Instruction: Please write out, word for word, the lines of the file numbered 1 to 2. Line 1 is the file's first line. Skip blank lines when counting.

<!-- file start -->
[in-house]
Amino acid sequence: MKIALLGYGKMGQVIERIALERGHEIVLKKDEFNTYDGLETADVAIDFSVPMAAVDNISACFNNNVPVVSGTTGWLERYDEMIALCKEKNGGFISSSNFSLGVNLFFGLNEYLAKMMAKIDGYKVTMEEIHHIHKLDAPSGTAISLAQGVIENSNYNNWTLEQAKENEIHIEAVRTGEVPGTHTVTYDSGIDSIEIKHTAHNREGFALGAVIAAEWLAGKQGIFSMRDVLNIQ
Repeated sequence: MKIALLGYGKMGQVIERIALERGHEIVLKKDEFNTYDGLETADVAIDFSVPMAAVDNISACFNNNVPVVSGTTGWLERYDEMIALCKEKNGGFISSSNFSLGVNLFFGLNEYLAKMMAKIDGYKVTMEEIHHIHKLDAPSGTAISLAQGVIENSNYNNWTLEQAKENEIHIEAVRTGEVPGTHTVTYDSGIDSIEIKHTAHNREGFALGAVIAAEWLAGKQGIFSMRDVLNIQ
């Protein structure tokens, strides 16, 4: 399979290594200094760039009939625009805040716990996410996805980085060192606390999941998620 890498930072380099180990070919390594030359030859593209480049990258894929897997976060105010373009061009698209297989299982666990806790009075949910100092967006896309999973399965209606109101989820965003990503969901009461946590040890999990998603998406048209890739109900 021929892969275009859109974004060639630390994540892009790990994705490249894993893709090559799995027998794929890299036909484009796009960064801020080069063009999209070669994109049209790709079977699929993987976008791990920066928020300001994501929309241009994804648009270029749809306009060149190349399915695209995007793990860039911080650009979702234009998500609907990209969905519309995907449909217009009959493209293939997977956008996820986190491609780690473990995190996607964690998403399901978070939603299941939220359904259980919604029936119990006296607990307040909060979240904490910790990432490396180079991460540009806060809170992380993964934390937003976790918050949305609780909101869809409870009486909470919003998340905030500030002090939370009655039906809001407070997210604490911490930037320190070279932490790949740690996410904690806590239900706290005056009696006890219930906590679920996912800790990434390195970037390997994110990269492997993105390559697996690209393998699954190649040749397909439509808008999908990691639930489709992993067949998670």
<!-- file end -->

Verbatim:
[in-house]
Amino acid sequence: MKIALLGYGKMGQVIERIALERGHEIVLKKDEFNTYDGLETADVAIDFSVPMAAVDNISACFNNNVPVVSGTTGWLERYDEMIALCKEKNGGFISSSNFSLGVNLFFGLNEYLAKMMAKIDGYKVTMEEIHHIHKLDAPSGTAISLAQGVIENSNYNNWTLEQAKENEIHIEAVRTGEVPGTHTVTYDSGIDSIEIKHTAHNREGFALGAVIAAEWLAGKQGIFSMRDVLNIQ